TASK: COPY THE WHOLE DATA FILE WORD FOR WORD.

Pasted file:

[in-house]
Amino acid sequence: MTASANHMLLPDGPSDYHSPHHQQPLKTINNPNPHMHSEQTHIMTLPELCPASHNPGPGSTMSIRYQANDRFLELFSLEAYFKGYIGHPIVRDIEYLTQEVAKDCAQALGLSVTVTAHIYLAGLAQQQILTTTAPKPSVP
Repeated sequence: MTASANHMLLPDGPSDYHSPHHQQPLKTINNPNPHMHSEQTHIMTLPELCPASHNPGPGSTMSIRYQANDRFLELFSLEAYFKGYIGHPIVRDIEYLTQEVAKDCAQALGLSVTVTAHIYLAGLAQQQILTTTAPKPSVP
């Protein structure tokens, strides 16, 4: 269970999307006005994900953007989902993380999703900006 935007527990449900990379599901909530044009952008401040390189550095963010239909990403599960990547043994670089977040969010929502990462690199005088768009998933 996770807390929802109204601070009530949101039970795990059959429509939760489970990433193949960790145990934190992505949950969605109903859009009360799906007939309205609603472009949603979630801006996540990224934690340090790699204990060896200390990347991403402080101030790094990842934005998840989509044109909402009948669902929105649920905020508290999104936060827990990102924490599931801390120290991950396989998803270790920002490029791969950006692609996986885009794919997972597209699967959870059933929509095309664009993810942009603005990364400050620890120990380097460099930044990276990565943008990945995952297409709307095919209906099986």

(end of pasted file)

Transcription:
[in-house]
Amino acid sequence: MTASANHMLLPDGPSDYHSPHHQQPLKTINNPNPHMHSEQTHIMTLPELCPASHNPGPGSTMSIRYQANDRFLELFSLEAYFKGYIGHPIVRDIEYLTQEVAKDCAQALGLSVTVTAHIYLAGLAQQQILTTTAPKPSVP
Repeated sequence: MTASANHMLLPDGPSDYHSPHHQQPLKTINNPNPHMHSEQTHIMTLPELCPASHNPGPGSTMSIRYQANDRFLELFSLEAYFKGYIGHPIVRDIEYLTQEVAKDCAQALGLSVTVTAHIYLAGLAQQQILTTTAPKPSVP
């Protein structure tokens, strides 16, 4: 269970999307006005994900953007989902993380999703900006 935007527990449900990379599901909530044009952008401040390189550095963010239909990403599960990547043994670089977040969010929502990462690199005088768009998933 996770807390929802109204601070009530949101039970795990059959429509939760489970990433193949960790145990934190992505949950969605109903859009009360799906007939309205609603472009949603979630801006996540990224934690340090790699204990060896200390990347991403402080101030790094990842934005998840989509044109909402009948669902929105649920905020508290999104936060827990990102924490599931801390120290991950396989998803270790920002490029791969950006692609996986885009794919997972597209699967959870059933929509095309664009993810942009603005990364400050620890120990380097460099930044990276990565943008990945995952297409709307095919209906099986």